UPDATE, Monday, January 16, 2012

The list above is not complete. As I learn of other titles that have been boxed, I will add them to the list.

Bless Me Ultima by Rudolfo AnayaYo Soy Joaquin/I Am Joaquin by Rodolfo GonzalesInto the Beautiful North by Luis Alberto UrreaThe Devil's Highway by Luis Alberto Urrea

Friday, January 20, 2012

National Digital Ethnic Studies Library Now!

Hi everyone,

I do not know if an Ethnic Studies Digital Library exists, but I believe we NEED to create one due to the oppressive climate in education today.

Historically, education has failed Latinos and Black students.

I would like to volunteer to coordinate the construction of a National Ethnic Studies Digital Library.

I also think this library should, perhaps be funded from Outside the current education system--as this system is White-supremacist and colonial at its foundation.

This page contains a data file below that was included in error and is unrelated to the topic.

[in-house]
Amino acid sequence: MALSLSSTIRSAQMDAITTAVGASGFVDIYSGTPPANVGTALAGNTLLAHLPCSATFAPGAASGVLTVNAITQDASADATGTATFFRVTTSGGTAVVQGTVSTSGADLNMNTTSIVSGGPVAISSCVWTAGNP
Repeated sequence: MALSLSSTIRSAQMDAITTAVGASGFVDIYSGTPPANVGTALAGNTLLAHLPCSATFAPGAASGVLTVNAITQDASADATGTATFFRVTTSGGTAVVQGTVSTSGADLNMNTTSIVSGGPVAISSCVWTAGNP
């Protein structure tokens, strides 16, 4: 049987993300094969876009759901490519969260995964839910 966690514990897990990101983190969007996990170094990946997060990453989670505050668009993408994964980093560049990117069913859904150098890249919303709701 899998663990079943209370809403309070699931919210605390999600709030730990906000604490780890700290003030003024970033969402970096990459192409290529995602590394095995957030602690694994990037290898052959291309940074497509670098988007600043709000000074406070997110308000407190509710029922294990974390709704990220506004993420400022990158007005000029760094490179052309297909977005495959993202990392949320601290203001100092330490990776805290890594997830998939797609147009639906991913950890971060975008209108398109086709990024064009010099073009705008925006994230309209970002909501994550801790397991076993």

Does anyone know if a current National Ethnic Studies Library exists?

What do you think of this idea?

Would you be willing to help?

I do not know enough to do this by myself, and do not feel it should be done by a few people--it should be done on a grand scale--the scale that a National Ethnic Studies Digital Library deserves.

Here is our FB Planning group:

Here is the link to a Spreadsheet that we are using to collect Ethnic Studies Collections:

Ethnic Studies Collection Spreadsheet

Please fill it out with collections you are aware of and think should be included.

Thank you!

Max Macias

Stop AAPI Hate!